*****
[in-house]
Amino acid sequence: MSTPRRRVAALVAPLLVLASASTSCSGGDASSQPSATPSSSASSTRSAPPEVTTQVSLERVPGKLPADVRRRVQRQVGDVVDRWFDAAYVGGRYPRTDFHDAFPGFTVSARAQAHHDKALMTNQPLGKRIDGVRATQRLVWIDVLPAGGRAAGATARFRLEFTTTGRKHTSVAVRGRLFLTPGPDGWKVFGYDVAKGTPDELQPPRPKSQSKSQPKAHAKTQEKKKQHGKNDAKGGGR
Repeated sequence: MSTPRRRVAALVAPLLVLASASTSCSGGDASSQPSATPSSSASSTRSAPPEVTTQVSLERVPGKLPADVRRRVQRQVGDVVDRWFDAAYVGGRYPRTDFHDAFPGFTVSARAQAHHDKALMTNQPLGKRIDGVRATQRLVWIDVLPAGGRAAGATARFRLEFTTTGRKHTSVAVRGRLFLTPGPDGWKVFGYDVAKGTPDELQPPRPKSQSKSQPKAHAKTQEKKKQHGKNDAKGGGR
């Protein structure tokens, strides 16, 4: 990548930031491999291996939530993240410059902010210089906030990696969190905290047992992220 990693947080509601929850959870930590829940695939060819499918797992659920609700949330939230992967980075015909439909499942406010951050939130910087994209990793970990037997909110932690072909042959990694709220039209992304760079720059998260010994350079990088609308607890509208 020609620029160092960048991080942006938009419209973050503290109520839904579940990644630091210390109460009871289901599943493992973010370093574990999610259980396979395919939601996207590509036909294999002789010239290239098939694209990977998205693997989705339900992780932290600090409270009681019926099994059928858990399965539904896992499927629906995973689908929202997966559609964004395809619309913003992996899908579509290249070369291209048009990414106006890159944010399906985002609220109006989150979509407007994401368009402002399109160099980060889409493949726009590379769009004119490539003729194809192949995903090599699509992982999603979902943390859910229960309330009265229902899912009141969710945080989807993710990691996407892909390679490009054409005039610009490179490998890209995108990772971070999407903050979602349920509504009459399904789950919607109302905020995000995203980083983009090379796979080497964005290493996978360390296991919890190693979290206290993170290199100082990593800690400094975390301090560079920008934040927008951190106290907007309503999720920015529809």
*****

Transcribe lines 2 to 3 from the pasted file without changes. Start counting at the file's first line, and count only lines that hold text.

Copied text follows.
Amino acid sequence: MSTPRRRVAALVAPLLVLASASTSCSGGDASSQPSATPSSSASSTRSAPPEVTTQVSLERVPGKLPADVRRRVQRQVGDVVDRWFDAAYVGGRYPRTDFHDAFPGFTVSARAQAHHDKALMTNQPLGKRIDGVRATQRLVWIDVLPAGGRAAGATARFRLEFTTTGRKHTSVAVRGRLFLTPGPDGWKVFGYDVAKGTPDELQPPRPKSQSKSQPKAHAKTQEKKKQHGKNDAKGGGR
Repeated sequence: MSTPRRRVAALVAPLLVLASASTSCSGGDASSQPSATPSSSASSTRSAPPEVTTQVSLERVPGKLPADVRRRVQRQVGDVVDRWFDAAYVGGRYPRTDFHDAFPGFTVSARAQAHHDKALMTNQPLGKRIDGVRATQRLVWIDVLPAGGRAAGATARFRLEFTTTGRKHTSVAVRGRLFLTPGPDGWKVFGYDVAKGTPDELQPPRPKSQSKSQPKAHAKTQEKKKQHGKNDAKGGGR